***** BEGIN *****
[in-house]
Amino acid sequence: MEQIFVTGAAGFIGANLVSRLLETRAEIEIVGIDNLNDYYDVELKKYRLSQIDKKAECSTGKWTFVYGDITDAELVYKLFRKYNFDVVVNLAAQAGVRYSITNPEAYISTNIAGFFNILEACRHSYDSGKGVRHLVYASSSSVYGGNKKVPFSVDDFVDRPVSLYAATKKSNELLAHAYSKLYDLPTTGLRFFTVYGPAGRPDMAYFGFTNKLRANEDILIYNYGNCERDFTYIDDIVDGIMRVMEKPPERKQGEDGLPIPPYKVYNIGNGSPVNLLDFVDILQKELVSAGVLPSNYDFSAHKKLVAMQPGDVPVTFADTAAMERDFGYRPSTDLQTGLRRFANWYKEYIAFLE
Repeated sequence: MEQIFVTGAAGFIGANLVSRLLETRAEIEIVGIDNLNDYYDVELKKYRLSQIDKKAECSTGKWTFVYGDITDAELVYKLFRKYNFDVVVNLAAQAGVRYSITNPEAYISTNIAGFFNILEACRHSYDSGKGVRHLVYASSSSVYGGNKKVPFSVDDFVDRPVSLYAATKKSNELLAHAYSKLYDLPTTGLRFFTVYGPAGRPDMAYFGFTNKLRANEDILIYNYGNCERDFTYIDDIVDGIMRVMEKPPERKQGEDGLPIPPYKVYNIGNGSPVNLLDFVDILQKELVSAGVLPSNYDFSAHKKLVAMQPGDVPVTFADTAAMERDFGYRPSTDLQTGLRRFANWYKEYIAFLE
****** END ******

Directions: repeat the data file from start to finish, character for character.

[in-house]
Amino acid sequence: MEQIFVTGAAGFIGANLVSRLLETRAEIEIVGIDNLNDYYDVELKKYRLSQIDKKAECSTGKWTFVYGDITDAELVYKLFRKYNFDVVVNLAAQAGVRYSITNPEAYISTNIAGFFNILEACRHSYDSGKGVRHLVYASSSSVYGGNKKVPFSVDDFVDRPVSLYAATKKSNELLAHAYSKLYDLPTTGLRFFTVYGPAGRPDMAYFGFTNKLRANEDILIYNYGNCERDFTYIDDIVDGIMRVMEKPPERKQGEDGLPIPPYKVYNIGNGSPVNLLDFVDILQKELVSAGVLPSNYDFSAHKKLVAMQPGDVPVTFADTAAMERDFGYRPSTDLQTGLRRFANWYKEYIAFLE
Repeated sequence: MEQIFVTGAAGFIGANLVSRLLETRAEIEIVGIDNLNDYYDVELKKYRLSQIDKKAECSTGKWTFVYGDITDAELVYKLFRKYNFDVVVNLAAQAGVRYSITNPEAYISTNIAGFFNILEACRHSYDSGKGVRHLVYASSSSVYGGNKKVPFSVDDFVDRPVSLYAATKKSNELLAHAYSKLYDLPTTGLRFFTVYGPAGRPDMAYFGFTNKLRANEDILIYNYGNCERDFTYIDDIVDGIMRVMEKPPERKQGEDGLPIPPYKVYNIGNGSPVNLLDFVDILQKELVSAGVLPSNYDFSAHKKLVAMQPGDVPVTFADTAAMERDFGYRPSTDLQTGLRRFANWYKEYIAFLE